Designing for ResilienceJuly 24, 2017
MITRE just concluded another Secure and Resilient Cyber Architectures Invitational, the seventh. Discussions at this year’s event explored the ways design principles could be used, identified concerns for metrics to assess operational gaps and compare alternatives, and spoke to the on-going need to keep critical processes going despite disruptions, such as those resulting from cyber attacks.
As organizations look to assure operations in the face of adversary activities, such as the increasing ransomware threat, they need to consider addressing how networks are designed and operated. But, consider this paradox: heterogeneity within an organization can potentially minimize the propagation of malware, yet homogeneous services can greatly enable a stricken organization to continue operating by bringing in knowledge workers from other locations. Understanding the effectiveness and costs of resiliency is key to solving these contradictions.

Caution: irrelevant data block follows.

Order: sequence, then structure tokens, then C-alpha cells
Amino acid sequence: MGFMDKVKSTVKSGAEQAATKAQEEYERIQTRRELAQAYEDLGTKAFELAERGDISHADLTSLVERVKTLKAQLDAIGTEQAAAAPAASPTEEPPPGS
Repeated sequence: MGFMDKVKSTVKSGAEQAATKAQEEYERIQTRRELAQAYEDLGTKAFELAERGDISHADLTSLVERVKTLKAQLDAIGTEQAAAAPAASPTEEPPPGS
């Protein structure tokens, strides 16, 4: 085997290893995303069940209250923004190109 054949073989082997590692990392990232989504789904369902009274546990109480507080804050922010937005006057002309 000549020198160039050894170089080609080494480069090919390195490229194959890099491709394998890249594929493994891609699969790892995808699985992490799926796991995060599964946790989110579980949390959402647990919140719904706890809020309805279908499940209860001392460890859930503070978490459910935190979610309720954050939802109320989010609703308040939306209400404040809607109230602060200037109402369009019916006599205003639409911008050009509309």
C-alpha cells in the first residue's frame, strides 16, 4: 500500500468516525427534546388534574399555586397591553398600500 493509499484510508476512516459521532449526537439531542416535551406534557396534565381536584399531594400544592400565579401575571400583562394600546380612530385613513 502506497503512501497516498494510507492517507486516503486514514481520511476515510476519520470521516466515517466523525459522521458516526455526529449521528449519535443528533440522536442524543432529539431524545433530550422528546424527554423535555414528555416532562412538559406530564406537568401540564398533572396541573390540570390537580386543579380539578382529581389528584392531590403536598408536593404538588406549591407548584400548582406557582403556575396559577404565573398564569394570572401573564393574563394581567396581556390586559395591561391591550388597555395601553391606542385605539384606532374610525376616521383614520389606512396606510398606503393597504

Cyber resiliency is about anticipating, withstanding, recovering, and evolving operations in the face of advanced cyber threats. Or put more simply, it’s about conducting mission or business functions, possibly at a reduced but effective level, despite ongoing and often undetected cyber attacks. It’s also about living with—and working with—change, as technologies and their business uses continue to evolve.
Cyber resiliency, like other aspects of trustworthiness—security, privacy, safety, and reliability—must be addressed in the design of systems and operational processes. This year’s Invitational offered Cyber Resiliency Design Principles, based on the Cyber Resiliency Engineering Framework (CREF).
With business—and potentially human life—on the line, we must continue to look at cyber resiliency as a necessary consideration in designing systems and business processes.